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Imus in the Morning

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  • Chris Wallace’s History Of Sexist Remarks Poses Another Challenge For His Role As Debate Moderator

    Blog ››› ››› BRENNAN SUEN

    Final presidential debate moderator Chris Wallace faces the challenge of asking Republican presidential nominee Donald Trump about the numerous allegations that he sexually assaulted several women, but Wallace’s ability to confront Trump’s treatment of women is no doubt tainted by his own history of sexist and sexually charged rhetoric about women.

    Wallace, anchor of Fox News Sunday, has made numerous sexually charged remarks about women, such as calling the National Transportation Safety Board chair a “babe” and remarking that “you would not expect a government bureaucrat to be an attractive woman” and making creepy comments about former Republican vice presidential candidate Sarah Palin for years. Appearing on conservative radio host Mike Gallagher’s show in 2009, Wallace asked if Gallagher could “put in a good word” for him with Palin. Just a few months later, on Imus in the Morning, Wallace replied, “one can only hope” when asked if Palin would be “sitting on [his] lap” during an interview. Even the hosts of Fox & Friends, who are no strangers to sexism, confronted him over those comments. Wallace also explained in 2011 that one of the reasons he was “dazzled” by Palin is that she’s “very attractive.”

    In 2015, Wallace again stirred controversy when he remarked that singer Kelly Clarkson, who had already been fighting an onslaught of body shaming in the media, “could stay off the deep dish pizza.” The comment brings to mind Trump’s statements about former Miss Universe Alicia Machado, whom he called “Miss Piggy” and described as an “eating machine.” Wallace did eventually apologize, calling his comment “offensive.”

    Making fun of Clarkson’s weight, however, was not the first time Wallace ridiculed a woman’s appearance. In 2013, Wallace approved of a New York Post cover photograph of a supposedly angry Hillary Clinton labeled “No Wonder Bill’s Afraid,” which was heavily criticized as “blatantly sexist” and “offensive sexist garbage.” Wallace called the cover “funny” and asserted that “nice can be overrated sometimes.” With a history of comments like this, how will Wallace approach Trump’s dismissal of People reporter Natasha Stoynoff as too ugly for him to assault?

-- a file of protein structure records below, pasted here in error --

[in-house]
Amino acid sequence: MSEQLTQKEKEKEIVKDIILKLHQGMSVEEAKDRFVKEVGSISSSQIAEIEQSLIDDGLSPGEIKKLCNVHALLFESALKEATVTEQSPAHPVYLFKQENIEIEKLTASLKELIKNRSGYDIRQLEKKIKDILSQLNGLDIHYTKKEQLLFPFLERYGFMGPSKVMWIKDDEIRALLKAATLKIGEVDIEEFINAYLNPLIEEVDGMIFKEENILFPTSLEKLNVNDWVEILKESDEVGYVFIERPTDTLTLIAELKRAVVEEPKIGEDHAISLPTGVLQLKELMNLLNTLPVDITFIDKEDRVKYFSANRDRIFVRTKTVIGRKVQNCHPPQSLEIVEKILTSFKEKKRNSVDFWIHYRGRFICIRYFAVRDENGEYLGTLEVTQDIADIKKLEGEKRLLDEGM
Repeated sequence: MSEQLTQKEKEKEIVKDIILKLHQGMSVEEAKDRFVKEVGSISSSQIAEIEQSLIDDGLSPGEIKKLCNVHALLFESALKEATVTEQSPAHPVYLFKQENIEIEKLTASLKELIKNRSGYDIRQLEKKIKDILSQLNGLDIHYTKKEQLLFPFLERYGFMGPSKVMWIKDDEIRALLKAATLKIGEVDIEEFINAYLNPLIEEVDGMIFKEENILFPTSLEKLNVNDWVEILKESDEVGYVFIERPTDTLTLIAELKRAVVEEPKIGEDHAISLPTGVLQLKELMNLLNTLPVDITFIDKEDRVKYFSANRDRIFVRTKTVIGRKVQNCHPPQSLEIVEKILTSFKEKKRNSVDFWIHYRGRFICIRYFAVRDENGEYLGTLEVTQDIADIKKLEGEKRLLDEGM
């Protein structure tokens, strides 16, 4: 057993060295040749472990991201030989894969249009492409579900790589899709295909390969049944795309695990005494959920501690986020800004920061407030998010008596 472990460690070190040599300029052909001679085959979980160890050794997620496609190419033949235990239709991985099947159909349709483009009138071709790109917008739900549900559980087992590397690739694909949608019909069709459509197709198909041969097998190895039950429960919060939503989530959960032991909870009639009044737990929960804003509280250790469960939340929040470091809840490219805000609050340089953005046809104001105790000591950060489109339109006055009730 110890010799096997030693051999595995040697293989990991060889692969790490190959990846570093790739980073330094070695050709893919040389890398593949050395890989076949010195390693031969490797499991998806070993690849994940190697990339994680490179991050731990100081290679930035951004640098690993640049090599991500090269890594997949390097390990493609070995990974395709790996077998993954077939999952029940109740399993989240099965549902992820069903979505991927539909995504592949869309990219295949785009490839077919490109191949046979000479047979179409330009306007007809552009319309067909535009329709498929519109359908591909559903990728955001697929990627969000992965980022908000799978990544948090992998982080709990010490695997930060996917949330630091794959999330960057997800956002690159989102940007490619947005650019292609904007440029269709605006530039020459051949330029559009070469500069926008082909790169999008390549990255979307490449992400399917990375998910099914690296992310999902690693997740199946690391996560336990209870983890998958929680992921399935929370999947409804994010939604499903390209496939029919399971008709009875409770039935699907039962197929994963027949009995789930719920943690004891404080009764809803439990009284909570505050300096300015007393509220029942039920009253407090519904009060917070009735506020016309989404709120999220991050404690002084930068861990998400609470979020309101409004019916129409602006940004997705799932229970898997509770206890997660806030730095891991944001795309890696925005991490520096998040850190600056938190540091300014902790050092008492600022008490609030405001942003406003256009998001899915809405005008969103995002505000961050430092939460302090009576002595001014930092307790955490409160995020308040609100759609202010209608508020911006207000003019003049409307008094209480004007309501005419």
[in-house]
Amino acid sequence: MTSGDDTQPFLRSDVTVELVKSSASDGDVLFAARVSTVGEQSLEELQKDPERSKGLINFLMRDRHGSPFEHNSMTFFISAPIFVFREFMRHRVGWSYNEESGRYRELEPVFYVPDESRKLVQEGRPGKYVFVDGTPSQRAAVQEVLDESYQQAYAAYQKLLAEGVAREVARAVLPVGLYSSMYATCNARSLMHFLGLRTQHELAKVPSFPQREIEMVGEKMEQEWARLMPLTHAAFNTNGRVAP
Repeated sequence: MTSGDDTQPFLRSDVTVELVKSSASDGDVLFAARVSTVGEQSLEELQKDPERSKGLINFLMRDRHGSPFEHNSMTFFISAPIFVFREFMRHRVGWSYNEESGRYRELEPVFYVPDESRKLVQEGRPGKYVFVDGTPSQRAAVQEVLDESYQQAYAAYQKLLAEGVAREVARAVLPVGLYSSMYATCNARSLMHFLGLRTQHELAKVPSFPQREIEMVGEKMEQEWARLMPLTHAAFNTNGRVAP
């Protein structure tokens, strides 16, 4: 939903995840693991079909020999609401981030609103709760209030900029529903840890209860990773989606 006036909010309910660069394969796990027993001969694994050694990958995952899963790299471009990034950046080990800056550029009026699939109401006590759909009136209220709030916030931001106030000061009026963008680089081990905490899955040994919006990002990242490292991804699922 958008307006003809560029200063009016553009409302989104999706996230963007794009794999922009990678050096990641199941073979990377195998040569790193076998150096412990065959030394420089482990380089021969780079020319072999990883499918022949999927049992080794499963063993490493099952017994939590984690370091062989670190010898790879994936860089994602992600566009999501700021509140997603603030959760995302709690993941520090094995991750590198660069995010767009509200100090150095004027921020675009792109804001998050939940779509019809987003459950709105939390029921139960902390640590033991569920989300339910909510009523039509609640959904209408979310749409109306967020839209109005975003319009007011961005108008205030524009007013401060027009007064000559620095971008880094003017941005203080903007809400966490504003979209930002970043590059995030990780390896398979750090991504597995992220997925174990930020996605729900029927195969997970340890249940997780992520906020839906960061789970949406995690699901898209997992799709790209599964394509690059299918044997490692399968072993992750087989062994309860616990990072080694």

Wallace’s history of making sexist comments taint his ability to confront Trump over the vulgar video of the candidate boasting about sexually assaulting women and the increasing number of women accusing him of inappropriate sexual conduct. Although Trump denied that he had sexually assaulted women, the mounting accusations allege that his words were in line with the sexually predatory behavior he bragged about in the 2005 tapes.

    Wallace’s role as debate moderator poses other challenges as well. Wallace changed his stance on fact-checking in debates (he says it’s not his role, even though he corrected Trump during a primary debate), and he has been wildly inconsistent in how he talks about immigration. Additionally, a Fox News host is hardly the most appropriate moderator for this debate given that Trump has retreated to the station as a safe space -- and avoided other press -- while his campaign implodes under the allegations of sexual harassment and assault.

  • Sharyl Attkisson's Reversal: Technology Problems "May In The End Have Nothing To Do With" Hacking

    Blog ››› ››› HANNAH GROCH-BEGLEY

    Sharyl Attkisson on Imus in the Morning

    Sharyl Attkisson is now claiming that the various technology problems chronicled in her book "may in the end have nothing to do with the intrusions" into her computer, after she previously suggested her phone, television, personal laptop, and cable systems had all malfunctioned due to hacking by a government agency.